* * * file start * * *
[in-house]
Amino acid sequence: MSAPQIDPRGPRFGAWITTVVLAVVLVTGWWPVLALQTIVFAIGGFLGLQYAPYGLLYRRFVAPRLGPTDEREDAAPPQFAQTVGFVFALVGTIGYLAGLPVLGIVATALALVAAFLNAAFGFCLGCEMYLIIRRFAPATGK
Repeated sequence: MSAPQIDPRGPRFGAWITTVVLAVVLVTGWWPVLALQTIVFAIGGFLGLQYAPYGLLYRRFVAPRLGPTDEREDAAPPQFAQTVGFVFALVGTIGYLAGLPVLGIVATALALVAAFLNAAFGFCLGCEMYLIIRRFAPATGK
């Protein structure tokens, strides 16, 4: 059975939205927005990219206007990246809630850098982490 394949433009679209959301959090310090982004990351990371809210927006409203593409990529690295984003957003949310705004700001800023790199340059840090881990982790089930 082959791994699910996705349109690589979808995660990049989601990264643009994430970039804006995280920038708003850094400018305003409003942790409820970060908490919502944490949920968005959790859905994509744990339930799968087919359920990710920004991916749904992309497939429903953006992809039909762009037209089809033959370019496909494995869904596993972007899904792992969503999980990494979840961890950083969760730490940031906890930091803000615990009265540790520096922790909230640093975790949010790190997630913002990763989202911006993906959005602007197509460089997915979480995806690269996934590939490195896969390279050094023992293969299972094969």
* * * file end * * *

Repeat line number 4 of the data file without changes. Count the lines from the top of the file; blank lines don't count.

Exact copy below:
């Protein structure tokens, strides 16, 4: 059975939205927005990219206007990246809630850098982490 394949433009679209959301959090310090982004990351990371809210927006409203593409990529690295984003957003949310705004700001800023790199340059840090881990982790089930 082959791994699910996705349109690589979808995660990049989601990264643009994430970039804006995280920038708003850094400018305003409003942790409820970060908490919502944490949920968005959790859905994509744990339930799968087919359920990710920004991916749904992309497939429903953006992809039909762009037209089809033959370019496909494995869904596993972007899904792992969503999980990494979840961890950083969760730490940031906890930091803000615990009265540790520096922790909230640093975790949010790190997630913002990763989202911006993906959005602007197509460089997915979480995806690269996934590939490195896969390279050094023992293969299972094969």